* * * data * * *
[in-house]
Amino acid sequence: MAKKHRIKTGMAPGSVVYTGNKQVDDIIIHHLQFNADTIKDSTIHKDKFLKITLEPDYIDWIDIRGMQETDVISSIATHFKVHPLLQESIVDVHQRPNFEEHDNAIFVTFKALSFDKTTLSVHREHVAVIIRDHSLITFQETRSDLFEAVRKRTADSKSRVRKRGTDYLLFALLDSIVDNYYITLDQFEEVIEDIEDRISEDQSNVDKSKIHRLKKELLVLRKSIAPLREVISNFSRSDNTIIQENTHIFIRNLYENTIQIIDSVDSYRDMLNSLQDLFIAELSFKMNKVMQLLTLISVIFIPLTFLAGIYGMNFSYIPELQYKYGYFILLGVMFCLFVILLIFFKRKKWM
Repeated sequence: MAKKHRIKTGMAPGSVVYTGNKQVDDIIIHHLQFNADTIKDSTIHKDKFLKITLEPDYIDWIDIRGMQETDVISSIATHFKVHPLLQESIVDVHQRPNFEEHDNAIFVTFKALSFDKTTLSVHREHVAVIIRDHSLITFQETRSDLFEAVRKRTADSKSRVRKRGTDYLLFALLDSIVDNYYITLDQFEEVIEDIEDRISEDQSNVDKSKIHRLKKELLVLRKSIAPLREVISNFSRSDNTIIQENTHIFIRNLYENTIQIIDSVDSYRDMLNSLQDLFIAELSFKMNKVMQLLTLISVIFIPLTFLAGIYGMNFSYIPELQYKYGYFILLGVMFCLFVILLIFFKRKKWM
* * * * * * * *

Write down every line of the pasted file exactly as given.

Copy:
[in-house]
Amino acid sequence: MAKKHRIKTGMAPGSVVYTGNKQVDDIIIHHLQFNADTIKDSTIHKDKFLKITLEPDYIDWIDIRGMQETDVISSIATHFKVHPLLQESIVDVHQRPNFEEHDNAIFVTFKALSFDKTTLSVHREHVAVIIRDHSLITFQETRSDLFEAVRKRTADSKSRVRKRGTDYLLFALLDSIVDNYYITLDQFEEVIEDIEDRISEDQSNVDKSKIHRLKKELLVLRKSIAPLREVISNFSRSDNTIIQENTHIFIRNLYENTIQIIDSVDSYRDMLNSLQDLFIAELSFKMNKVMQLLTLISVIFIPLTFLAGIYGMNFSYIPELQYKYGYFILLGVMFCLFVILLIFFKRKKWM
Repeated sequence: MAKKHRIKTGMAPGSVVYTGNKQVDDIIIHHLQFNADTIKDSTIHKDKFLKITLEPDYIDWIDIRGMQETDVISSIATHFKVHPLLQESIVDVHQRPNFEEHDNAIFVTFKALSFDKTTLSVHREHVAVIIRDHSLITFQETRSDLFEAVRKRTADSKSRVRKRGTDYLLFALLDSIVDNYYITLDQFEEVIEDIEDRISEDQSNVDKSKIHRLKKELLVLRKSIAPLREVISNFSRSDNTIIQENTHIFIRNLYENTIQIIDSVDSYRDMLNSLQDLFIAELSFKMNKVMQLLTLISVIFIPLTFLAGIYGMNFSYIPELQYKYGYFILLGVMFCLFVILLIFFKRKKWM